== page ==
Chinese shadow theater fights against dying of the light

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Falling audiences mean troupes are having to be creative to stay on the stage. (AFP)
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Members of the Flying Dragon Troupe create shadow puppets at the troupe’s studio on the outskirts of Beijing. (AFP)
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Shadow puppets flitting across screens and reliving age old stories have fascinated Chinese people for some 2,000 years. (AFP)
Updated 08 July 2019

Chinese shadow theater fights against dying of the light

  • Shadow theater was celebrated up until the 1960s when it was targeted as part of the Cultural Revolution
  • For the Chinese, the show is the forerunner of cinema

BEIJING: Shadow puppets flitting across screens and reliving age old stories have fascinated Chinese people for some 2,000 years, but falling audiences mean troupes are having to be creative to stay on the stage.
On a translucent screen in a Beijing classroom, a child with a cosmic ring takes on the son of the dragon king, attacking him with huge thrusts of his lance.
Behind the screen, puppeteers use rods to move the figures, to the joy of the schoolchildren watching.
The legends of the past are the bedrock of shadow theater — a tradition still popular in the countryside, though it has lost much ground in large cities over the last few decades.
Shadow theater was celebrated up until the 1960s when it was targeted as part of the Cultural Revolution. It had something of a renaissance in the 1980s and in 2011 was included on UNESCO’s Intangible Cultural Heritage list.
For the Chinese, the show is the forerunner of cinema — in the Chinese language the word “cinema” literally means “electric shadow.”
With video games, film and TV now vying for viewers glued to their smartphones, shadow theater is slowly losing its audience, and performers are struggling to keep their heads above water.
Wiping his forehead after his furious on-stage battle, Lu Baobang — one of the last puppeteers of the old generation — is worried there is no one to replace him when he retires.
“We can’t offer reasonable living standards to young apprentices,” said Lu, who descends from a large family that developed one of the main schools of shadow theater in Beijing.
While the theater struggles to attract young peoples’ interest, a troupe in a Beijing suburb — whose performers have an average age of 22 — has managed to survive.
It is made up of 60 or so puppeteers with dwarfism, who present themselves as having an average height of 1.26 meters.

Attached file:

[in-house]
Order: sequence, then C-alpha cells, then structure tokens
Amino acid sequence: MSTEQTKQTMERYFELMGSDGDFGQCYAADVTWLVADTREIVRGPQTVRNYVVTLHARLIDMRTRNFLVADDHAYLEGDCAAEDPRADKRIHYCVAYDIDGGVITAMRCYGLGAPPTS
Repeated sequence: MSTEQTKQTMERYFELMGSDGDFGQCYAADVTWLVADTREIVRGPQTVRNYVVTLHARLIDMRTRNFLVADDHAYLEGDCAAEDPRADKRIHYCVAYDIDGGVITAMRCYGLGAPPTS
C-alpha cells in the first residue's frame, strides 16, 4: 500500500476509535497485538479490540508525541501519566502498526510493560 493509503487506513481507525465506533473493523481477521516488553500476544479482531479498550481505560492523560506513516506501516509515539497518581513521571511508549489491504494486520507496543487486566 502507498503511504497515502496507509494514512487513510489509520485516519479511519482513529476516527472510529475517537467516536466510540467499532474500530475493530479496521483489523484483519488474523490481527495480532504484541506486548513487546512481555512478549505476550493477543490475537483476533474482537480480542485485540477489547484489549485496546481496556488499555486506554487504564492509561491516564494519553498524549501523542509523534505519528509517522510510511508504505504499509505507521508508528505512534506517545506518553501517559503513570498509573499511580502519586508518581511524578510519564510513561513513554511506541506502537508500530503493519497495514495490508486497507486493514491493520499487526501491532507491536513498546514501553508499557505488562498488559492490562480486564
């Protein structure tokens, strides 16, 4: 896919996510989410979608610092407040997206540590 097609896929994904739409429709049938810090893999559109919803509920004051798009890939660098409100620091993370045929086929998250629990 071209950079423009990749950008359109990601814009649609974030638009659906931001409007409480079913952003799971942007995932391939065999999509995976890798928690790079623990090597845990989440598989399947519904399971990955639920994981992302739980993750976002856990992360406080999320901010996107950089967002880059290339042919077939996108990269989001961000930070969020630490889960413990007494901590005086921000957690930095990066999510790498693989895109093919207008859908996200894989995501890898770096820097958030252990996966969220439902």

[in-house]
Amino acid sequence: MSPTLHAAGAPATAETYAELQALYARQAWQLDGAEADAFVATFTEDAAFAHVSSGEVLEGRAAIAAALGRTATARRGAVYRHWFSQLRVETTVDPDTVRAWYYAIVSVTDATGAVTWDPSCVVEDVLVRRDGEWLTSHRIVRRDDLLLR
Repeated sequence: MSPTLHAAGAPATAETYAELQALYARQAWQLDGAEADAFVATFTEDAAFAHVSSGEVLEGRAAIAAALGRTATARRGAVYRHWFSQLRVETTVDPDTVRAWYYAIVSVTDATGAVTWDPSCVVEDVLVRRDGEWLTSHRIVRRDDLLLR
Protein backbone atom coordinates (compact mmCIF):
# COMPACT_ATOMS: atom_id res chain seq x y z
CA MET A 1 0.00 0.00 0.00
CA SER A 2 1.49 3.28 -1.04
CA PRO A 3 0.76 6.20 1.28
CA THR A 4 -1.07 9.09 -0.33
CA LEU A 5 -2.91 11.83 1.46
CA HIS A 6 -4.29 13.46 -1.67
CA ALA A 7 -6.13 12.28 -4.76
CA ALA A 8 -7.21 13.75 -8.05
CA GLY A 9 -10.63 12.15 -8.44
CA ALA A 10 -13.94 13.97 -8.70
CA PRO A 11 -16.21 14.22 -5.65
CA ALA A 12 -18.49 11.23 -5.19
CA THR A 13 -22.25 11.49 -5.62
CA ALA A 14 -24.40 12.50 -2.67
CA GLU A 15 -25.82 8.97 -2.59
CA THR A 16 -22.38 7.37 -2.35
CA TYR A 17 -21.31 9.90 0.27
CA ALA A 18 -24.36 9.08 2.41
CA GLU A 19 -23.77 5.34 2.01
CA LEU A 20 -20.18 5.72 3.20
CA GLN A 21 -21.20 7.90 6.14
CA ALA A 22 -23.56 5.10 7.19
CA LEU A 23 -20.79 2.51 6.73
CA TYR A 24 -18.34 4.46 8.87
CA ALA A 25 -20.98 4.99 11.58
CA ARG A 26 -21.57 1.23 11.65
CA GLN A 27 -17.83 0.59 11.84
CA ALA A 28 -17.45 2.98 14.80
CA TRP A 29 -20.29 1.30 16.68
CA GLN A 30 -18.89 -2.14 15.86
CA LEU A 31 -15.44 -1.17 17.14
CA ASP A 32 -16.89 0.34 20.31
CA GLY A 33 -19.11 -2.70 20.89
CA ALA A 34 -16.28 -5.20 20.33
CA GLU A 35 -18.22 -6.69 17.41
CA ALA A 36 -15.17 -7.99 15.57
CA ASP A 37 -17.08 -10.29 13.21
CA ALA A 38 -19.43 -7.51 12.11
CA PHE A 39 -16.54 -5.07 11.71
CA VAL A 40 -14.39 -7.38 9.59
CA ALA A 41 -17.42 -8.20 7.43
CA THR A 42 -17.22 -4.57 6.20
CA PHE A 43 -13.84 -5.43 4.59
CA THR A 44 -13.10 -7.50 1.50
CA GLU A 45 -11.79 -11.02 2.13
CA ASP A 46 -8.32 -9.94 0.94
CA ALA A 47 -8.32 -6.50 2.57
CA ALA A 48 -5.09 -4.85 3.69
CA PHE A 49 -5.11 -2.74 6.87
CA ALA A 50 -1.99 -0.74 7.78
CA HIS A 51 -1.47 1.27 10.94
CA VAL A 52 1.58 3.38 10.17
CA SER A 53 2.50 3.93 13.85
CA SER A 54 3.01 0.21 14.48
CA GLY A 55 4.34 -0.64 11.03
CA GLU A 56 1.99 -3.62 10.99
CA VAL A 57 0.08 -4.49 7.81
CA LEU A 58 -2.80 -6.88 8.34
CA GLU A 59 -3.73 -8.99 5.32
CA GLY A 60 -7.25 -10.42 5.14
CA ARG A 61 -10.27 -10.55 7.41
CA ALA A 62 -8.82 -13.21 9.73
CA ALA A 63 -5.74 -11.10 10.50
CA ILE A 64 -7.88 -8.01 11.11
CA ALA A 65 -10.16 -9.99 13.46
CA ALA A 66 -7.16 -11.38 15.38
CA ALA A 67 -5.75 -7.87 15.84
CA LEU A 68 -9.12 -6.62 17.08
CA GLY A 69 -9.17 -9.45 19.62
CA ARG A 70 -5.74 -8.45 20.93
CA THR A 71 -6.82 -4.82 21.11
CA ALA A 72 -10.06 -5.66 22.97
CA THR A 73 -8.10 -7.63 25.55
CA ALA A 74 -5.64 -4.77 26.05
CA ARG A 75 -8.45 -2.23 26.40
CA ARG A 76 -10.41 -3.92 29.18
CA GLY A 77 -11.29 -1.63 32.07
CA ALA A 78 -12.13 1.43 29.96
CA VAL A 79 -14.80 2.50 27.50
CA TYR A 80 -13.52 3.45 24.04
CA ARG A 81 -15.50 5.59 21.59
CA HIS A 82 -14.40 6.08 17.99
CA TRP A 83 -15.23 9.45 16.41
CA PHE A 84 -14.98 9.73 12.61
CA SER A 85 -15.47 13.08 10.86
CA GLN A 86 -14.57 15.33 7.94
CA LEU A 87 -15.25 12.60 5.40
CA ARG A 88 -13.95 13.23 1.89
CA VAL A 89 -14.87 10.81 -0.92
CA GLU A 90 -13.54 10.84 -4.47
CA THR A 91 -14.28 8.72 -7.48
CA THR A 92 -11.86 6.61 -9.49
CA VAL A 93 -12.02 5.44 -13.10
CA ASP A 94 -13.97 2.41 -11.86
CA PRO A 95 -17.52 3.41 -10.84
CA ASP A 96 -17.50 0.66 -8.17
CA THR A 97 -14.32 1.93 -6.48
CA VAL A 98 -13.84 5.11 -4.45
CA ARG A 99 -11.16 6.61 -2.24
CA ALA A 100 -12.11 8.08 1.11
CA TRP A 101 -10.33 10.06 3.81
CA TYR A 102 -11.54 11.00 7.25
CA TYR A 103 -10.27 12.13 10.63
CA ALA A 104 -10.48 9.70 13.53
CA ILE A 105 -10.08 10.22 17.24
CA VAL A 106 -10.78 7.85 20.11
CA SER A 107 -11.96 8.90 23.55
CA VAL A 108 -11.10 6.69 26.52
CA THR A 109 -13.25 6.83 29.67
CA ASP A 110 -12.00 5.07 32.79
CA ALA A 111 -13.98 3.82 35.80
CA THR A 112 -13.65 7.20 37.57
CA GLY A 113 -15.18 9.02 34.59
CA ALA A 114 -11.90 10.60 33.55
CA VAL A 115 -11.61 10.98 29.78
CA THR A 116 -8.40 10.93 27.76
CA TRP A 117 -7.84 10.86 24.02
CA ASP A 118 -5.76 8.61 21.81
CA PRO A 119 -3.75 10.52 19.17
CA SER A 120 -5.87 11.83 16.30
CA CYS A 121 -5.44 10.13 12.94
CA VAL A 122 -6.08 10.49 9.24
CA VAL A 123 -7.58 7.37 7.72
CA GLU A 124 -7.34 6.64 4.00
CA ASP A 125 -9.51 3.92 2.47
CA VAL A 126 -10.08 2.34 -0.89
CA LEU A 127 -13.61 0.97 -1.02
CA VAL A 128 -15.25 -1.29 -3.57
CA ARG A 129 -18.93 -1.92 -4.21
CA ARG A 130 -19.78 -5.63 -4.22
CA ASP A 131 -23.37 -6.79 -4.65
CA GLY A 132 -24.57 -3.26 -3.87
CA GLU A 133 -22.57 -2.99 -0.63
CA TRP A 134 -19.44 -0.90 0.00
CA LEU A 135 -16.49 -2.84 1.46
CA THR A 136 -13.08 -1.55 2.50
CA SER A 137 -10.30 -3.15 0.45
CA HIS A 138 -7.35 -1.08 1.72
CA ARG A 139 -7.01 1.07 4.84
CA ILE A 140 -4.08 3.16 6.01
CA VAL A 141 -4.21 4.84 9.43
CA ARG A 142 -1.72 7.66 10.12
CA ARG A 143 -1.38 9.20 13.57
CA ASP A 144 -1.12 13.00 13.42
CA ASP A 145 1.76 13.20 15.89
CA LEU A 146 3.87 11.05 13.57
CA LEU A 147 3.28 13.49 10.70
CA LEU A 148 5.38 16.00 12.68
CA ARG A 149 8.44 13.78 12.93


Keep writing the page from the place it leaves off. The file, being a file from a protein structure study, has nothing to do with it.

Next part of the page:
Jin Xinchun is one of them. He was struggling to find work several years ago, before he discovered the troupe online and moved to Beijing to join it where he was employed as a puppet maker.
“I am always happy to cut old leather to make beautiful puppets. They are my babies!,” Jin told AFP.
Wang Xi, a puppeteer founded the troupe with her husband in 2008 after meeting with the national association of dwarves.
“They had trouble finding work. And it was hard for us to find successors. Our collaboration is like two drawbacks that turned out to a be a plus!“
The puppeteers now perform regularly in schools.
But Wang Xi said she is nervous about the future: “Our masters are all older than 80 and they obviously won’t be able to go on stage in 10 years.”
State support is key to keeping shadow theater alive, Lu said.
“The government is aware of the importance of traditional culture, what we need now are concrete measures,” he said.
“This art will have no future if we don’t give young people hope.”


Florida offers drive-through Botox to quarantined residents

Updated 04 June 2020

Florida offers drive-through Botox to quarantined residents

  • US state allowed a partial relaxing of restrictions imposed to slow the coronavirus pandemic
  • Elective medical procedures resume, including Botox injections and cosmetic surgery

MIAMI: Quarantined Florida residents worried about their laughter lines and crows’ feet need frown no longer — Botox is back, and it’s being offered at a drive-through.
On May 4, the US state allowed a partial relaxing of restrictions imposed to slow the coronavirus pandemic. That means certain elective medical procedures could resume, including Botox injections and cosmetic surgery.
Michael Salzhauer, a plastic surgeon known as ‘Dr. Miami’ who has also starred in a reality television show, has been conducting drive-through Botox injections in the garage of his building in the posh Miami neighborhood of Bal Harbor.
Salzhauer said the idea struck him as he was sitting in his car waiting for a blood test for COVID-19 antibodies.
“The areas that we inject Botox are the upper face, exactly the parts of the face that aren’t covered by the mask so it’s really ideal,” Salzhauer said, while wearing a mask, face shield and surgical gown as he waited for his next drive-up patient.
Patients sign up online, paying an average of $600 each for a stippling of shots across their foreheads.
Arman Ohevshalom, 36, was enthusiastic as he waited in line with his wife in their car, although it was their first time receiving the injections.
“It’s very creative, and after seeing how they’re running it I feel just as comfortable as I would in the office,” he said.
Florida’s tattoo artists, however, are frustrated. Shuttered since March, they asking why they cannot open, too.
Botox injections are “kind of like tattooing, he’s injecting stuff into the skin,” said tattoo shop owner Chico Cortez. Florida is home to about 10,000 working tattoo artists, according to the Florida Professional Tattoo Artist Guild.
An emailed statement from a Miami-Dade County spokesperson said Mayor Carlos Gimenez has yet to set a date for reopening tattoo shops. “He is working with industry members and the medical experts to come up with the best way to reopen safely,” it said.